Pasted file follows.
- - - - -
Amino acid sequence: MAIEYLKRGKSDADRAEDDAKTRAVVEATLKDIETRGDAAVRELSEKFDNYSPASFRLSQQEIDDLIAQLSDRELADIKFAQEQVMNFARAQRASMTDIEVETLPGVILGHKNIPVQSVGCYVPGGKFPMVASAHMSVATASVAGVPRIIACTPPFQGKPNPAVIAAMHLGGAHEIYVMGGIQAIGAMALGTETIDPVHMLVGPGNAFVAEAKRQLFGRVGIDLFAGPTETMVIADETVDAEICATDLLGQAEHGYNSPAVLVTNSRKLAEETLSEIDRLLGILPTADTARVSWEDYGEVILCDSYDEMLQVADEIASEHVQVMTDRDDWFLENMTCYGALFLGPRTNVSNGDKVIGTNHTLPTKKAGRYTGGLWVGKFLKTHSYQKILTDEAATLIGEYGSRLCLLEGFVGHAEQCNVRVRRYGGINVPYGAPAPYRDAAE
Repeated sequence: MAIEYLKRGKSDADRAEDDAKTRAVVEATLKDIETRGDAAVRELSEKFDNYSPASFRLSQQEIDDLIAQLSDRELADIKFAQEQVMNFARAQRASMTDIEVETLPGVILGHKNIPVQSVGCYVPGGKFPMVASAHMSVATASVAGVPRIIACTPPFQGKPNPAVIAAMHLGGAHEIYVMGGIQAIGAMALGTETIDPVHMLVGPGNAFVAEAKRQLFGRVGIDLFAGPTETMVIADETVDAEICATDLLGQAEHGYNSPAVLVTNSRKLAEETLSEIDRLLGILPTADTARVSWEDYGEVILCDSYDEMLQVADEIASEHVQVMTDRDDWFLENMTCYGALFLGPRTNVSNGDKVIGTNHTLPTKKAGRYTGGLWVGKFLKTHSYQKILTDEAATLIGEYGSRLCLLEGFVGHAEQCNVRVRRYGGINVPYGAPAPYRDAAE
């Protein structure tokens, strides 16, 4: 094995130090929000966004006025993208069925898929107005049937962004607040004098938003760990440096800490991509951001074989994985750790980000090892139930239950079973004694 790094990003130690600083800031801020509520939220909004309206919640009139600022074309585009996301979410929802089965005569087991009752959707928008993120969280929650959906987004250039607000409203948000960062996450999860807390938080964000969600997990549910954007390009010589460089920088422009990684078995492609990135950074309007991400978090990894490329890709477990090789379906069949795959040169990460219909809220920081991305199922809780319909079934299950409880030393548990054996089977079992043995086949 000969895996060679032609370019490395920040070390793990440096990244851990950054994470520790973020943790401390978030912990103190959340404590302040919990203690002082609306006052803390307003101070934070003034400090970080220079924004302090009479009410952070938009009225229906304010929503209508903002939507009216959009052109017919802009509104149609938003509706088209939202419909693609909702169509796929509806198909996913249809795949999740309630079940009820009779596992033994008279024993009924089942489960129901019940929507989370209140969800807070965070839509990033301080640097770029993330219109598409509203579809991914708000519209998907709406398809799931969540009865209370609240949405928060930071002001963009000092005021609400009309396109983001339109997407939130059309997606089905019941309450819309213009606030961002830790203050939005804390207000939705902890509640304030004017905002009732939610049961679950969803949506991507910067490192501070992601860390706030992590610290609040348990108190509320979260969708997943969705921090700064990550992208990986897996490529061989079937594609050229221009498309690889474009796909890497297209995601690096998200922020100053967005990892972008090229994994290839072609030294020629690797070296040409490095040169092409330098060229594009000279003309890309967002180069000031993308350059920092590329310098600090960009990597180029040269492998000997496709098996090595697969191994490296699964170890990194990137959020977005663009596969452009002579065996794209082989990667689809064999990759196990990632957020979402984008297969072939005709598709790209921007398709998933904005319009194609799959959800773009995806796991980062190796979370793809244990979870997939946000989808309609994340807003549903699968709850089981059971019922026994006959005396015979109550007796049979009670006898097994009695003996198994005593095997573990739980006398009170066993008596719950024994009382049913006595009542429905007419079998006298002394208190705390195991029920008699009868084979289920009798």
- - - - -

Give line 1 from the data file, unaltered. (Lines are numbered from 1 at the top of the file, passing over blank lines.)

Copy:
Amino acid sequence: MAIEYLKRGKSDADRAEDDAKTRAVVEATLKDIETRGDAAVRELSEKFDNYSPASFRLSQQEIDDLIAQLSDRELADIKFAQEQVMNFARAQRASMTDIEVETLPGVILGHKNIPVQSVGCYVPGGKFPMVASAHMSVATASVAGVPRIIACTPPFQGKPNPAVIAAMHLGGAHEIYVMGGIQAIGAMALGTETIDPVHMLVGPGNAFVAEAKRQLFGRVGIDLFAGPTETMVIADETVDAEICATDLLGQAEHGYNSPAVLVTNSRKLAEETLSEIDRLLGILPTADTARVSWEDYGEVILCDSYDEMLQVADEIASEHVQVMTDRDDWFLENMTCYGALFLGPRTNVSNGDKVIGTNHTLPTKKAGRYTGGLWVGKFLKTHSYQKILTDEAATLIGEYGSRLCLLEGFVGHAEQCNVRVRRYGGINVPYGAPAPYRDAAE